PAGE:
The North Star, Polaris, is found by mentally drawing and extending a line between the two stars at the end of the Big Dipper's bowl. Polaris can be seen from anywhere in the Northern Hemisphere, provided there isn't too much light.Continue Reading
The north horizon needs to be clear, and most of the stars need to be visible after sunset. If possible, get away from cities because they produce too much light pollution and block out starlight. Use a compass to determine which way is north. Note that north on a compass is pointing to magnetic north, about 14 degrees to the east of geographic north.
Starting from the north horizon, look gradually higher until the Big Dipper is in sight. Depending on the time of the year, it will be in slightly different locations. Consult a star chart if necessary. The Big Dipper is a group of seven stars and one of the easiest constellations to find and recognize, because it looks like a ladle.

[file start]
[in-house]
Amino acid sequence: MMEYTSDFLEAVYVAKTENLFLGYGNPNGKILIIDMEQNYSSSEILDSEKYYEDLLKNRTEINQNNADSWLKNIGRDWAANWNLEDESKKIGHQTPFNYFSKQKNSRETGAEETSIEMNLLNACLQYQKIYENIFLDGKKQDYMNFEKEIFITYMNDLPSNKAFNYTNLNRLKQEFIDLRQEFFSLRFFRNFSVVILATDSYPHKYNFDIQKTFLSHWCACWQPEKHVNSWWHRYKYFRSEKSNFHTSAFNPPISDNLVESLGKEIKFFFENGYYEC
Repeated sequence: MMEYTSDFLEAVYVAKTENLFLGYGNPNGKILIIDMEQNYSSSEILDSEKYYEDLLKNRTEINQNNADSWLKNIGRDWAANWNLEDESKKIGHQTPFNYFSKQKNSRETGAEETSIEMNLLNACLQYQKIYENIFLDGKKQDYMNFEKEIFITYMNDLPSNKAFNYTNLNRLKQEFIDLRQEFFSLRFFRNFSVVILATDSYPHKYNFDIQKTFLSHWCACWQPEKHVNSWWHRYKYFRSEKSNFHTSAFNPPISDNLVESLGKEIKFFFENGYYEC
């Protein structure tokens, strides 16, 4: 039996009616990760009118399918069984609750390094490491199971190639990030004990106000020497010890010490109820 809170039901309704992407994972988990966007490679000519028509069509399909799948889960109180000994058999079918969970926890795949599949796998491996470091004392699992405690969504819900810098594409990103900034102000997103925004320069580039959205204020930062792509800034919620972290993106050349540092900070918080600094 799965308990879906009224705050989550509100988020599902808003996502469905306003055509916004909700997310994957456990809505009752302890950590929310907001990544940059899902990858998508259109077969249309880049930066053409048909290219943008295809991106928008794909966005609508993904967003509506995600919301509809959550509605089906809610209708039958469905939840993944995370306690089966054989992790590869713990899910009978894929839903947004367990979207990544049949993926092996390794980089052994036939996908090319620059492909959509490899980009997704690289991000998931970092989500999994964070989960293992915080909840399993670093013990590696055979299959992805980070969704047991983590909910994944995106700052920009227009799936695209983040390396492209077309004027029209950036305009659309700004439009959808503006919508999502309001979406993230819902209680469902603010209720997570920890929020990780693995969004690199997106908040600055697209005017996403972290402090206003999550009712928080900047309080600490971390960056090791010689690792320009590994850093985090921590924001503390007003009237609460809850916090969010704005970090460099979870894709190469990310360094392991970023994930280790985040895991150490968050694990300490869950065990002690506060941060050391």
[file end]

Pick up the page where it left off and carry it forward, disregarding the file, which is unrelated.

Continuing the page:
The two stars that make up the outer edge of the Dipper's bowl are named Dubhe and Merak. Draw a line between these two stars and extend it out of the bowl. The line will always intersect Polaris, which is also the end of the Little Dipper's handle. Because the Little Dipper is dim, it's harder to spot it and locate Polaris by using it alone.